Questions about Software Development on Silverblue

Hello all, aspiring Software Developer here. I had a few questions about developing software on Silverblue. Specifically to deal with containers using Toolbox. I haven’t had a lot of experience yet with using containers for development but considering Silverblue is kinda based around it now seems to be as good a time as any. Based on what I’ve read it seems simple enough. There are a couple of specific questions I had about it though.

  1. Would I install the programming language in the base install or would I install that inside the container? Or would I find a container image that already has the language included?
  2. My preferred development environment for Rust involves using Visual Studio Code with the RLS plugin, which also requires the RLS to be installed on the host computer. In order to use that would I need to install all of that inside the container or could VSCode utilize the RLS running inside the container? (If the answer to the first question is “install language inside container”).

Any help would be much appreciated.

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(1) You would preferably install a programming language in a container. Toolbox affords you some convenience as it works similarly to a conventional Fedora Workstation install: you can install packages with dnf and many things should work out of the box. Toolbox gets this convenience somewhat at the expense of running podman with --privileged, sharing the host network with the container, and mounting the home directory in the container, among other compromises.

Building your own container images gives you increased security and other benefits of containers, such as declarative configuration. There are two approaches with podman. The simplest is to write a Dockerfile that initializes a build stage from a base image and runs commands to install packages and add users, set an entry point, or add labels. The other approach is to use buildah. If you use buildah, you can start from a base image, but you can also build an image from scratch, which allows you to make a smaller image. In either case, the image is built by running commands in the container.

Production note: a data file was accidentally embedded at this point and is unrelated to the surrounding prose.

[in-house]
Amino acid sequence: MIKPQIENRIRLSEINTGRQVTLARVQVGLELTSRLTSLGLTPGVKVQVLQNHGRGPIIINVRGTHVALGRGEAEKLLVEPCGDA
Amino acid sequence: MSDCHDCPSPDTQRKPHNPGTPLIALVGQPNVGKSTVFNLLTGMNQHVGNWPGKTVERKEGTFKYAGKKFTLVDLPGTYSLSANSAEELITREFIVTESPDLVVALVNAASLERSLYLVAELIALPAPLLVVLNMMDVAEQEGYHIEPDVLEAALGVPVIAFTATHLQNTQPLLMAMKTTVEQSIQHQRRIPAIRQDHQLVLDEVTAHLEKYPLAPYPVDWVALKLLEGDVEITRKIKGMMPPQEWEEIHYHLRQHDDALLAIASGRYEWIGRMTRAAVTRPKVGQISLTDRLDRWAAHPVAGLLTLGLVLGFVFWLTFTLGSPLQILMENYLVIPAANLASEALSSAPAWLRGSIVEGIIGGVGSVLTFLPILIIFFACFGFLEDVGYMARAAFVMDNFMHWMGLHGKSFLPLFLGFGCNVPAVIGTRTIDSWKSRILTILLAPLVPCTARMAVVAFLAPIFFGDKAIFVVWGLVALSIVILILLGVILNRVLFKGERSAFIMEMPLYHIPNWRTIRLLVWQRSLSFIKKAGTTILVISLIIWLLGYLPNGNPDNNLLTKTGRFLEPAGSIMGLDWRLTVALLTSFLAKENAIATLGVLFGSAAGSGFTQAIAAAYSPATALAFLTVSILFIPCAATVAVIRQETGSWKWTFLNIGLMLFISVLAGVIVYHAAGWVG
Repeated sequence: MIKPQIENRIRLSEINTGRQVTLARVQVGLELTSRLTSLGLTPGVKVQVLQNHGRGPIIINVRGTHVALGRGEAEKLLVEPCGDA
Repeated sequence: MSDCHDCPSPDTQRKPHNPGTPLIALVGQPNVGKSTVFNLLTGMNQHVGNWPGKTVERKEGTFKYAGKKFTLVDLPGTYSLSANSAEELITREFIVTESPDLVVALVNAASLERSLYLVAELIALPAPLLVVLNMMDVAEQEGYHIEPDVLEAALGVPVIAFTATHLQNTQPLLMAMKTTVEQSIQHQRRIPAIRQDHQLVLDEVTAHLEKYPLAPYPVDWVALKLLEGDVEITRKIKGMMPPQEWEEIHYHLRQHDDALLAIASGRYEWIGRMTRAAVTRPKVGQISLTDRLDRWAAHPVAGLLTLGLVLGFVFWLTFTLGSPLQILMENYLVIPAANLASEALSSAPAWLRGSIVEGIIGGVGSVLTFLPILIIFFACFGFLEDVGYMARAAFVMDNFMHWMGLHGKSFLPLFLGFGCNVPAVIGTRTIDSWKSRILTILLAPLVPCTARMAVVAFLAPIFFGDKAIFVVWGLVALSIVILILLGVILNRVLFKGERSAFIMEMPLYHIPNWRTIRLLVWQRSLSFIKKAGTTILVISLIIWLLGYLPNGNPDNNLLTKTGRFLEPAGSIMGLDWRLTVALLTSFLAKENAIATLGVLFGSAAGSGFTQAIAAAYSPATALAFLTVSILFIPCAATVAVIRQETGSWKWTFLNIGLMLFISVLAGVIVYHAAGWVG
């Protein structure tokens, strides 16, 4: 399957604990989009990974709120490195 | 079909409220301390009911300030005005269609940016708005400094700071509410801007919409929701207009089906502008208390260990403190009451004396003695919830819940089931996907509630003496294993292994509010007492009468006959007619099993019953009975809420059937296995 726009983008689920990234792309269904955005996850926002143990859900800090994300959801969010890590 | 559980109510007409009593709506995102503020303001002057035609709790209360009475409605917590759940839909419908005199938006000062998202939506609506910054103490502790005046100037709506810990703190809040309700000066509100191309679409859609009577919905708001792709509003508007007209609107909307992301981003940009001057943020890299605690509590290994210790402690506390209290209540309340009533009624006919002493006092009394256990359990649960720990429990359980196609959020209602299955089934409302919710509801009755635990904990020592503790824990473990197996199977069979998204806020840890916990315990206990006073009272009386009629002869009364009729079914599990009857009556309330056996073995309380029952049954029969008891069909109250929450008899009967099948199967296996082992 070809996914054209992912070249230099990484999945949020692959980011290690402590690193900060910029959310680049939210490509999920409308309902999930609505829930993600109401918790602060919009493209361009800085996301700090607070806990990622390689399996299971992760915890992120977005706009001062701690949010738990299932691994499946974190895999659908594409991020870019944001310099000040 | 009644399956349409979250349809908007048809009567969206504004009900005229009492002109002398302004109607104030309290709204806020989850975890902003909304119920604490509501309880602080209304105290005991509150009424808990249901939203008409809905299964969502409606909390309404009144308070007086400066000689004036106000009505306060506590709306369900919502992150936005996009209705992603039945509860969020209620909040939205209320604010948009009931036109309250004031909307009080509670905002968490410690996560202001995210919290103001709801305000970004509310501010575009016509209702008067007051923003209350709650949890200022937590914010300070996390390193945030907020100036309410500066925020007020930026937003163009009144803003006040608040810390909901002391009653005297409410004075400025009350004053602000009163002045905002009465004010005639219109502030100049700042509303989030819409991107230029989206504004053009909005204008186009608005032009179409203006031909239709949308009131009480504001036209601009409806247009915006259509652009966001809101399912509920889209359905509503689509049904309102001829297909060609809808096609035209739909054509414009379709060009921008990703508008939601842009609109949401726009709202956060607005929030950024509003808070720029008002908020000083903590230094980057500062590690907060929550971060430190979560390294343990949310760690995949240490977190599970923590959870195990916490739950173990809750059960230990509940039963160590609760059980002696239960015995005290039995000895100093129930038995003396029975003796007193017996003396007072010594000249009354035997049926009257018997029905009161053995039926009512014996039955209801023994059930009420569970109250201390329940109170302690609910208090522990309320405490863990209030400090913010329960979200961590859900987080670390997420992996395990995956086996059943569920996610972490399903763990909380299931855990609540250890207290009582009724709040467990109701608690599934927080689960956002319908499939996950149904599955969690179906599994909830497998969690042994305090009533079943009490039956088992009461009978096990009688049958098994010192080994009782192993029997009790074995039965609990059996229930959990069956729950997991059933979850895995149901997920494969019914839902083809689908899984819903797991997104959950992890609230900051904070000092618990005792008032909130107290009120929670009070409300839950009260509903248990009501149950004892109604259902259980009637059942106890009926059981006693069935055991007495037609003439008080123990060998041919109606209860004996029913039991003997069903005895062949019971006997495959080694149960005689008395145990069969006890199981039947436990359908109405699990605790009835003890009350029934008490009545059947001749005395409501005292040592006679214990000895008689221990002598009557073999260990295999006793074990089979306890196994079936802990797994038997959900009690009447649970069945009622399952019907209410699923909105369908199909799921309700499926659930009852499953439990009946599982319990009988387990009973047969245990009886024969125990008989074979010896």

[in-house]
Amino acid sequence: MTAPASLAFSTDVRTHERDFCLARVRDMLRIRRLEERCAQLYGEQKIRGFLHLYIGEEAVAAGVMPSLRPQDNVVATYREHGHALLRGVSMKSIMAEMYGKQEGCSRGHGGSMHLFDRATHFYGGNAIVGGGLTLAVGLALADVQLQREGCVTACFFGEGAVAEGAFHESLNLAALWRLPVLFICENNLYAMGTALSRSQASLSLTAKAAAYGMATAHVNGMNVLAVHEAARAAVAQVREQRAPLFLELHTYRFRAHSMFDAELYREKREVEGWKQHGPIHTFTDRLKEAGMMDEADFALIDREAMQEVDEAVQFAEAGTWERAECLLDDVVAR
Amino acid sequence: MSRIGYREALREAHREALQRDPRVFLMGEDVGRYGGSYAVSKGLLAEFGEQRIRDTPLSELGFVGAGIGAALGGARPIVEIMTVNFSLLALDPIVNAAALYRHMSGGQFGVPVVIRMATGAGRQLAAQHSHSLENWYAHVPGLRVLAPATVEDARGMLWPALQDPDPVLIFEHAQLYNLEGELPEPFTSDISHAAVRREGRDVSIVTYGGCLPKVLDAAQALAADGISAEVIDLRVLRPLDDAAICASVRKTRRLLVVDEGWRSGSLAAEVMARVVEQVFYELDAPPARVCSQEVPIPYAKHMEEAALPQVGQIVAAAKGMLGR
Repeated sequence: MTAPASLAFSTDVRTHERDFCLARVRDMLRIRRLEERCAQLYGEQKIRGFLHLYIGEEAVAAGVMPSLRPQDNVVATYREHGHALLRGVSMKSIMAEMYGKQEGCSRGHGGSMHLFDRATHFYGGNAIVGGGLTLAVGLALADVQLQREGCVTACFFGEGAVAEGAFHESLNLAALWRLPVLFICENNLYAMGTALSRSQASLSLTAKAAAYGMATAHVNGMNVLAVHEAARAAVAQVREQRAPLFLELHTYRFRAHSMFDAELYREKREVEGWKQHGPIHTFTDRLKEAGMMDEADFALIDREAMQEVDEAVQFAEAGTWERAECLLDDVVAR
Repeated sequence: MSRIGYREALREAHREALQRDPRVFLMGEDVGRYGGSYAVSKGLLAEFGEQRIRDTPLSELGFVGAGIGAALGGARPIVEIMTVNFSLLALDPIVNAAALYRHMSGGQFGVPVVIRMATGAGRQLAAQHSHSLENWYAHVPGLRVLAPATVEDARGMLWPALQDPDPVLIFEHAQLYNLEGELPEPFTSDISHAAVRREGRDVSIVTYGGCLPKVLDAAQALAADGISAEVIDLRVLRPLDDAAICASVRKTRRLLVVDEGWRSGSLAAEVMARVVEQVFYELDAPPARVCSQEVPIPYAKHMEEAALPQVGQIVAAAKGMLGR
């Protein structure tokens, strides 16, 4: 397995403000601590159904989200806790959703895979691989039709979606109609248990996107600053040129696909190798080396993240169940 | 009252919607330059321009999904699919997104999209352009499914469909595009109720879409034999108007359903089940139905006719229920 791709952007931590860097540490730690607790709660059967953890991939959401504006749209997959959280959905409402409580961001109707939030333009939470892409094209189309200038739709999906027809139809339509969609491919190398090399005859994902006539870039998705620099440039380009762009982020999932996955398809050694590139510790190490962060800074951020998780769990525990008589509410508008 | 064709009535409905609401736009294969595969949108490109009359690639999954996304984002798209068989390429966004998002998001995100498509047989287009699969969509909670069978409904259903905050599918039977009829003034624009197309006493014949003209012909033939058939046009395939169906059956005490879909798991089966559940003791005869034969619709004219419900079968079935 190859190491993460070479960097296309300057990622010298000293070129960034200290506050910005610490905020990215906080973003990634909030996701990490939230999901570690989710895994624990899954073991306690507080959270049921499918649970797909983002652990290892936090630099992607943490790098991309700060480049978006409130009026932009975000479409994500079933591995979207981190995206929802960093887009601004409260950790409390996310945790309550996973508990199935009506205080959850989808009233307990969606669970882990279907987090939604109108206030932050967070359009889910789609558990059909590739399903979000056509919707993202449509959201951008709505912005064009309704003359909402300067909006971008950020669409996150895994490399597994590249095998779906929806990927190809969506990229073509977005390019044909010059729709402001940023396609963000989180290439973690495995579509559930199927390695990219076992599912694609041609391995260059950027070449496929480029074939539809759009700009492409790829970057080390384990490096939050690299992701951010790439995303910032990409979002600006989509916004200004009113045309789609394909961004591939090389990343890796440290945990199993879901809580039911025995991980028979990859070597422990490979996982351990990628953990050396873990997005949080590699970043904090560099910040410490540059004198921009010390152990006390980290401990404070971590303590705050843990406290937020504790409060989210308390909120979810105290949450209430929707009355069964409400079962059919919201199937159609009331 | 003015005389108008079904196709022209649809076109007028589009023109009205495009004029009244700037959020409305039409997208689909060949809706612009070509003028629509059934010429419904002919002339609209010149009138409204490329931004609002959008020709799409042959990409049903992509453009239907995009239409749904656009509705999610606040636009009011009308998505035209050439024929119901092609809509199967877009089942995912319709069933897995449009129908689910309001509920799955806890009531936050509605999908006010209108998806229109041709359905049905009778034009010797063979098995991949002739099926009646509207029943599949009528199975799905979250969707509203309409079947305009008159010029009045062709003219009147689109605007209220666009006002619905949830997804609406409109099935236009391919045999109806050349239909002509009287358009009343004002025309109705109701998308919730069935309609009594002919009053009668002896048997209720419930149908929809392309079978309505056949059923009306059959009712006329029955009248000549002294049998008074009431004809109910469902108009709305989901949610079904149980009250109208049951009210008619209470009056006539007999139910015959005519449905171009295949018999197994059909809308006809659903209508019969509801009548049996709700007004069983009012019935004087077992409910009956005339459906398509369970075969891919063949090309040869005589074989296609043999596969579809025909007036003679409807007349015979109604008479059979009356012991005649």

You certainly can start from a base image that already includes the programming language, and there are many on Docker Hub and the Fedora Container Registry.

(2) If Visual Studio Code is installed as a Flatpak, for now there is no way to use the language server. You can install Code in a non-Flatpak container (which is inconvenient, as it will not integrate with menus or the file browser) or on the host system (but then you need to install the language server on the host system too).


Ok, so I should probably just adjust to not using RLS then, I can manage that, I believe the benefits of SilverBlue are worth it. Thanks. I don’t work on a large amount of projects with one particular stack or dependencies, so trying to get fancy with containers probably isn’t worth it at this stage, just using the default toolbox ones will be fine for now. I appreciate the feedback you’ve given me though, and I will keep it in mind for the future.

If you are willing to install ssh server on your toolbox container, you can eventually use the new remote development mode in VSCode It’s not in stable yet, still in VSCode insiders.

But in the meantime, you can install VSCode in the toolbox container. I’ve done that before and it works well. Except you need to use same VSCode installation across containers.

I actually found another solution that works for me for the time being. I take advantage of VS Code’s workspaces to set up ShellArgs to launch the toolbox for a particular project with flatpak-spawn --host toolbox enter -c <name> works pretty well so far from my experience. Eventually I may expand this to write a script that will set up a vscode workspace file and create a container. Maybe even enter it and install language runtimes and the like. Really digging silverblue so far. I will keep the remote development mode in mind. Thanks for the suggestion!

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